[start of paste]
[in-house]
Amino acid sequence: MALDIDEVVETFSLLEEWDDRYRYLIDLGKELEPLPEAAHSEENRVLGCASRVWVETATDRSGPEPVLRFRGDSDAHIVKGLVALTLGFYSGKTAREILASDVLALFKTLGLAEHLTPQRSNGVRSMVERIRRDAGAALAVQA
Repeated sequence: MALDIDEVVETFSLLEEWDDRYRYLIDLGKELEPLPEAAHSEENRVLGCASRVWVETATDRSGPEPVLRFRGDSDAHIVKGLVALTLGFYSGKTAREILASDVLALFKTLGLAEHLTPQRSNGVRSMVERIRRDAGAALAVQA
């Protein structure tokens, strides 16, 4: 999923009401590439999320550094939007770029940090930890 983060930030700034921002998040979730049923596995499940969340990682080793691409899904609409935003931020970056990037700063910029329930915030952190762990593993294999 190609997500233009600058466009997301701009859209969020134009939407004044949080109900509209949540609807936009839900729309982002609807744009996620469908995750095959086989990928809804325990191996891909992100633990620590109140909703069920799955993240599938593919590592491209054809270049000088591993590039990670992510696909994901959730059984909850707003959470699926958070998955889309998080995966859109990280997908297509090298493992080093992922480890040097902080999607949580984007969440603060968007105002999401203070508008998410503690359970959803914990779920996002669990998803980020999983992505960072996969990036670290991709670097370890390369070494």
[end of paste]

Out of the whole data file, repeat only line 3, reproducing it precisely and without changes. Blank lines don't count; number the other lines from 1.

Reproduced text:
Repeated sequence: MALDIDEVVETFSLLEEWDDRYRYLIDLGKELEPLPEAAHSEENRVLGCASRVWVETATDRSGPEPVLRFRGDSDAHIVKGLVALTLGFYSGKTAREILASDVLALFKTLGLAEHLTPQRSNGVRSMVERIRRDAGAALAVQA